Learn how to build and install interior board and batten for less than $100. It’s a beautiful wall treatment that’s a great weekend project for any level of DIYer!
If you’ve seen my Fall Home Tour, then you’ll have seen my newly made over mudroom. The transformation is quite astonishing and was cheap, too!
I love adding architectural detail to walls. The majority of our home has beautiful custom wainscoting that adds so much character. But our mudroom, where we enter our home, lacked a single ounce of that character that the rest of our home has.
I’ve wanted to create a more functional mudroom with storage for shoes and sturdy hooks for coats for some time, now. With my home tour approaching, several weeks ago we bit the bullet and completed our mini-makeover in just one weekend.
I decided to add a DIY board and batten treatment to the walls because it complements the existing moldings and details throughout the house. Plus, the vertical batten boards lend themselves nicely to attaching hooks! Our walls are nice and smooth, but this can also be done on textured walls. You might just want to downplay the texture by painting the wall with a flat (or at least eggshell) sheen of paint.
Materials Needed for Board and Batten
You will have to figure out the total length of boards you need for your own space.
- 1 x 4 boards for both the horizontal and vertical batten boards*
- 1 x 2 to to add as a trim piece to the very top horizontal batten
- Nail gun (or an old fashioned hammer and nails – it will just take longer)
- Brad nails for the nail gun
- Stud finder
- Saw (we use one of these but a regular hand saw and miter box will work too)
- Caulk and spackle
- White paint & paintbrush/roller
*Note: We chose to purchase cheap pine boards. We selected boards that had no warping and few knots. If this is a concern to you, purchase a higher grade wood or MDF – just know that it will increase the cost of the project.
How to Install Your DIY Board and Batten Treatment
To create the box effect, another horizontal batten is nailed 12 inches below the top one. You could do all the vertical boards first if you wanted to, but then your horizontal “box” cuts would have to be really perfect to avoid gaps, so this is a better way to do it.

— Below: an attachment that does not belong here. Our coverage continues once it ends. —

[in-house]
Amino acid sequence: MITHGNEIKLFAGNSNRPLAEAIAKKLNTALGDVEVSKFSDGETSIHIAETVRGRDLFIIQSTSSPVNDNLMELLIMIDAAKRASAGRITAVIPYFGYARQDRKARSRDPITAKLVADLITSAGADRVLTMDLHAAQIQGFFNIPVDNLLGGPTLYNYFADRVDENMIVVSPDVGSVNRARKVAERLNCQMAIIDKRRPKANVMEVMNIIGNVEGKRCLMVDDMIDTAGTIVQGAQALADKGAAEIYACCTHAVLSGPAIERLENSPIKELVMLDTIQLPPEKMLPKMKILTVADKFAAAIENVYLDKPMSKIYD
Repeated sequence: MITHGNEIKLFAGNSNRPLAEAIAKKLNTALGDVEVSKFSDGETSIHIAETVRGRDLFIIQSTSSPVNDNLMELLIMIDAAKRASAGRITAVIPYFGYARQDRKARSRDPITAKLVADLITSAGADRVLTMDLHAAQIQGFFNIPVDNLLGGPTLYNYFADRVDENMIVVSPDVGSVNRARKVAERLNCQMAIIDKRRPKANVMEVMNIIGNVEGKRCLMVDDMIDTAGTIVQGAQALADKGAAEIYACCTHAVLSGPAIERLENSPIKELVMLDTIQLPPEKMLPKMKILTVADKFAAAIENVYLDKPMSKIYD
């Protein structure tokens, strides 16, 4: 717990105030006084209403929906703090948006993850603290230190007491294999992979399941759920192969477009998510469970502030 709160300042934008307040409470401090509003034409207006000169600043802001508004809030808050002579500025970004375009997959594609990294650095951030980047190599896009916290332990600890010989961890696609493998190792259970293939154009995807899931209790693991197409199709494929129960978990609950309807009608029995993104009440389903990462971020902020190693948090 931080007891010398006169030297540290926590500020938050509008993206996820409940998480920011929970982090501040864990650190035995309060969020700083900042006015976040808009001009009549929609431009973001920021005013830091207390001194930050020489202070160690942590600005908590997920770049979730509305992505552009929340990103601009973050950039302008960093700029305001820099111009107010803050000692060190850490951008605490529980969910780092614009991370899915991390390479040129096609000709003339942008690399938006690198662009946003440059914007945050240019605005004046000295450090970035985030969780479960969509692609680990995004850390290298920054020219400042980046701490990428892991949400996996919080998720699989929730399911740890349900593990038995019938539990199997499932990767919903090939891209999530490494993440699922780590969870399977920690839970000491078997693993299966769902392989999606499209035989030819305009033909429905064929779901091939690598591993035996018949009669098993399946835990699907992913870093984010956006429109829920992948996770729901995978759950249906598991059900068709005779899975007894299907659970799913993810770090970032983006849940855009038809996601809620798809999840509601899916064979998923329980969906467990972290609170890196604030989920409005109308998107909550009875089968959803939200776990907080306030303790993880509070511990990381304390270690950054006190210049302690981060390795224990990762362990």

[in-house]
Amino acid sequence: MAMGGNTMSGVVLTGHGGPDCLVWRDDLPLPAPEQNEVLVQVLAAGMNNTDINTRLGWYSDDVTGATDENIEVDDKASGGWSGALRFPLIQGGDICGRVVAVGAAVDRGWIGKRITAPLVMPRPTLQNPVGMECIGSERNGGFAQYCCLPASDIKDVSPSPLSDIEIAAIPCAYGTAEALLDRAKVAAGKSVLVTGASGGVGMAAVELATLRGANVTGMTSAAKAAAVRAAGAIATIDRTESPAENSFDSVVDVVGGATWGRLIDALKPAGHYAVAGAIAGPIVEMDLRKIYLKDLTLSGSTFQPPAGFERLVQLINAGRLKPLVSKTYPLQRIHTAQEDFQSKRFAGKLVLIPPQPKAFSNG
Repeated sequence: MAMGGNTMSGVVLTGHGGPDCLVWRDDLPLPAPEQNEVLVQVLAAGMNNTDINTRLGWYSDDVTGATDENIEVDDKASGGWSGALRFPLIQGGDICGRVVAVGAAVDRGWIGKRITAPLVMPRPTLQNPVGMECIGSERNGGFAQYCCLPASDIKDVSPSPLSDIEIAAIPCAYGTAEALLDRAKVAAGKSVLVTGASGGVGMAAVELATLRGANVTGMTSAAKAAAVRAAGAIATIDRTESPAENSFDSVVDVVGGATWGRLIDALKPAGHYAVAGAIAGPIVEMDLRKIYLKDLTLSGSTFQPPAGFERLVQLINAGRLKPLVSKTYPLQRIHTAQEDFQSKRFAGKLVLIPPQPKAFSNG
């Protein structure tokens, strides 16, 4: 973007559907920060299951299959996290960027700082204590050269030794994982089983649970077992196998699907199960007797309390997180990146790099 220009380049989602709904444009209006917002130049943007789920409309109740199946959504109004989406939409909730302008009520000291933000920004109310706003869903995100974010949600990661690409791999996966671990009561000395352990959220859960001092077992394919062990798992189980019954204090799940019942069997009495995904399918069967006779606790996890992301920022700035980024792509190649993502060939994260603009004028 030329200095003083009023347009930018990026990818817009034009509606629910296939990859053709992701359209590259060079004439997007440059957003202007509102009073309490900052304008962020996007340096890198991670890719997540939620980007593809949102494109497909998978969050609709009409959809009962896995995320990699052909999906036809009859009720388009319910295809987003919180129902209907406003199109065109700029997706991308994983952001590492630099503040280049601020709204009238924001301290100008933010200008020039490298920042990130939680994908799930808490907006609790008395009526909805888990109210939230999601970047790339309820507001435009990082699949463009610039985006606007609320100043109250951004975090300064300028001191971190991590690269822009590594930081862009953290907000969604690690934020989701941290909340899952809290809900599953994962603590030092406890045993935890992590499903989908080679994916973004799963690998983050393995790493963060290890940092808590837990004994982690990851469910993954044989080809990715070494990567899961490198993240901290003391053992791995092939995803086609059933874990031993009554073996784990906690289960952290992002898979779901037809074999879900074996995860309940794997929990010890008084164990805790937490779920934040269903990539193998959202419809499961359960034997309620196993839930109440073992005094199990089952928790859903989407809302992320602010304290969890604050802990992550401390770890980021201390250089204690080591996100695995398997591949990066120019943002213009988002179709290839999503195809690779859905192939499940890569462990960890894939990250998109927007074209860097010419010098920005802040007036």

By doing horizontal first, then the vertical and repeating until the end, you get a much tighter fit, which means less gaps to try to hide with caulk!
We repeated the process for the entire wall, spacing the vertical battens every foot. When trying to figure out how far apart to space the vertical pieces, we first measured the width of the wall. Taking the width of each board into account, we divided the space up as equally as we could. The result 4 sections that were 12 inches apart with the last section being an inch smaller (but that’s ok!).
If you just have a one wall, you can butt the edges right up against the end of the wall or door trim. However, we decided to wrap it around so that it met the door frame.
We cut the end piece at a 45 degree angle to create a mitered edge. If you don’t have a miter saw or miter box, you could also just butt the edges of the wood.
Finally, to create a finished look, add the 1 x 2 board to the top batten.
Once all the wood has been installed, fixing all the gaps and nail holes commences. Caulk should be used to fill the seams between the wood and the wall and spackle (since it’s sandable and paintable) to fill the nail holes. (Being real for a second – I still have a few gaps to caulk since I chose to paint it all first in the name of getting it photographed on time!!)
If you didn’t sand the wood prior to installation, now is a good time to use some fine grit sandpaper to smooth out any imperfections. Seal the wood and get it ready for paint with a coat of primer, then apply two coats of white satin paint.
To really make the white board and batten pop, paint the wall above it and contrasting color. We had an unused gallon of Sherwin Williams’ Light French Gray paint in our basement that we cracked open…and it proved to be the perfect color!
A simple weekend project, right? I promise you, you can do this. In fact, a similar (lower height) board and batten wall was one of the first ever DIY projects we completed in our first home. Check out that dining room board and batten tutorial here.
*affiliate links included for your convenience*
Installing board and batten: 3 hours
Caulking/spackling/painting: 4 hours total
Bench: $124 (I actually used a gift card for this, so technically it didn’t cost me anything)
Baskets: $60 (HomeGoods – similar at Target)
Hooks: $5 each x 4 = $20
Paint: Already owned – Sherwin Williams Light French Gray
Painting Supplies: Already owned
Nail gun/caulk/spackle: Already owned
Total Cost of Mudroom Makeover: $150